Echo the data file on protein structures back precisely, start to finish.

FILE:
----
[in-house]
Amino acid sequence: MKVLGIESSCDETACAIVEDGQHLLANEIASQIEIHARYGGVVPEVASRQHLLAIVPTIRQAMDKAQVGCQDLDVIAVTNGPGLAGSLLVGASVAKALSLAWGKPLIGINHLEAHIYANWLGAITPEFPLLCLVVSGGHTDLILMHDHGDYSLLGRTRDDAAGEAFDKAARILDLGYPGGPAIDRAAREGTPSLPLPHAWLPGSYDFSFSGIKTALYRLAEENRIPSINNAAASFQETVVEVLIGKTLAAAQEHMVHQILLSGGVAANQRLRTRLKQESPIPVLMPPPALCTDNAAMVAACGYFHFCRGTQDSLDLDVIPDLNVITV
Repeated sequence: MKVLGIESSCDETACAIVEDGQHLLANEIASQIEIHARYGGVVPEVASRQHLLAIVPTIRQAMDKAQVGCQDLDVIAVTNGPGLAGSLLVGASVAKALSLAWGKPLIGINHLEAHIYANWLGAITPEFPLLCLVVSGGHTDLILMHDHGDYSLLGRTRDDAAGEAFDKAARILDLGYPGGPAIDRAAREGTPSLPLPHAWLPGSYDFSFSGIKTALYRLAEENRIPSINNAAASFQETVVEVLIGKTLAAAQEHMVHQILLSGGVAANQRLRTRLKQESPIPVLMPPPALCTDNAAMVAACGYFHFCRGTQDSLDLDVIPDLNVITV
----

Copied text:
[in-house]
Amino acid sequence: MKVLGIESSCDETACAIVEDGQHLLANEIASQIEIHARYGGVVPEVASRQHLLAIVPTIRQAMDKAQVGCQDLDVIAVTNGPGLAGSLLVGASVAKALSLAWGKPLIGINHLEAHIYANWLGAITPEFPLLCLVVSGGHTDLILMHDHGDYSLLGRTRDDAAGEAFDKAARILDLGYPGGPAIDRAAREGTPSLPLPHAWLPGSYDFSFSGIKTALYRLAEENRIPSINNAAASFQETVVEVLIGKTLAAAQEHMVHQILLSGGVAANQRLRTRLKQESPIPVLMPPPALCTDNAAMVAACGYFHFCRGTQDSLDLDVIPDLNVITV
Repeated sequence: MKVLGIESSCDETACAIVEDGQHLLANEIASQIEIHARYGGVVPEVASRQHLLAIVPTIRQAMDKAQVGCQDLDVIAVTNGPGLAGSLLVGASVAKALSLAWGKPLIGINHLEAHIYANWLGAITPEFPLLCLVVSGGHTDLILMHDHGDYSLLGRTRDDAAGEAFDKAARILDLGYPGGPAIDRAAREGTPSLPLPHAWLPGSYDFSFSGIKTALYRLAEENRIPSINNAAASFQETVVEVLIGKTLAAAQEHMVHQILLSGGVAANQRLRTRLKQESPIPVLMPPPALCTDNAAMVAACGYFHFCRGTQDSLDLDVIPDLNVITV